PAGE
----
Use Case 2: Generating a character sheet for an RPG.
I can foresee AI being used as a way to create a randomized character sheet though (or a character sheet based on a made-up bio from example 1). This kind of character sheet can be used in gaming, but it can also be used by students throughout the term if we want to make the classroom a kind of RPG experience. Another use, blending use-case 1 and use-case 2 is the creation of a CCG (collectible card game) card with you as the character. Think of this as a kind of playful business card.
Use Case 3: Using AI to change the format of a paper.
I usually write with APA in mind. Yes, I know that I can use a citation manager like zotero to update all my citations on the fly, but that doesn't account for other elements (like spacing, use of footnotes, making all footnotes endnotes, and vice versa, and so on). Citation managers also ask you to do A LOT of work up front to make sure that your citation data isn't garbage, whether you end up using those sources or not. I could foresee a future where AI processors are "smart" enough to take a paper written in one format (APA, MLA, IEEE, ACM, etc) and convert the entirety of the paper into another format.
Use Case 4: De-escalating writing
We sometimes write emails when we're mad or upset. It's usually not a good idea to send those. Maybe you need some time to cool down. Perhaps a use of AI could be to put some of those emails in a penalty box for review after some time has passed. GMail gives me nudges for follow-up emails, so why not a nudge to check to see if I really really really wanted to send that nastygram? Or, perhaps Grammarly (or ChatGPT) can help me rephrase it or edit it to make it sound more professional but still register one's discontent with the situation.
ETMOOC Session 1 Ponderings02-05-2023, 13:12 #etmooc, #etmooc2, AI, AIEd, assessment, ChatGPT, instructionalDesign, LLM, teaching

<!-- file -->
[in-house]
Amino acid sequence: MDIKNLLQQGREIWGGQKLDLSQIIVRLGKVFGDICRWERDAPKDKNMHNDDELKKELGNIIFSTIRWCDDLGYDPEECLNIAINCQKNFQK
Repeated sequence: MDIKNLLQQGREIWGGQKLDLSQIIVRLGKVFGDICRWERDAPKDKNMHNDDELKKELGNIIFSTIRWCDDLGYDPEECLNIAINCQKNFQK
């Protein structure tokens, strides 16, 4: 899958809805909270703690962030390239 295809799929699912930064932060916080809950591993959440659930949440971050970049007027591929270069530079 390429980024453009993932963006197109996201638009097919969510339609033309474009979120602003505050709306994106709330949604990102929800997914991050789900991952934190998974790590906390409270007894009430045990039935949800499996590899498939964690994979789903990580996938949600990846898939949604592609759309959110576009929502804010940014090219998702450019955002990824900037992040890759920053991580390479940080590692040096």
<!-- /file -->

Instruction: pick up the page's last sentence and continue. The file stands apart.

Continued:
|Me in a Star Trek-themed anime AI image|
Just as session 2 of #etmooc2 is scheduled for this evening, I just caught up with the first session over the last few days. The recording can be found here, and it's funny that it took me 3 days to complete. Part of it was because I could only really do 20-minute increments (with notes and reactions), and part of it was because I paused to experiment with things mentioned.
Part of the session was really dedicated to identifying ways in which this kind of technology can help with what we do. Essentially flipping the script and going from "ZOMG! ChatGPT is used for cheating" getting to "how to use ChatGPT to help us with learning?"
There were a number of examples used in this brainstorming session which present for red flags for me. I did think of a few examples of my own that may (or may not) be good examples of what you could use tech like this for. I'll start with my concerns though.
Example 1: Using ChatGPT to grade. This is a use case of having a kind of machine-human collaboration. It was acknowledged that the machine can't really accurately grade everything, and the instructor should have a look-over to correct or supplement the machine output, but this would be a potentially revolutionary use of this tech. I'm not convinced. First, I have issues with both feeding student submissions into such a system without appropriate guardrails for student submissions. We've seen, from past actors in this space, that they take student submissions and appropriate them for their own use. Students should not have to consent to having a "smart" machine grade their submission as part of their learning experience. My second issue here is that such machine grading takes away Teacher Agency to some extent, and it may be taken away as a means to being more "efficient" or "less burned out." Teachers and course facilitators are in a classroom for a reason. If grading submissions is becoming an issue it's important to interrogate why they are becoming an issue instead of throwing some LLM at it.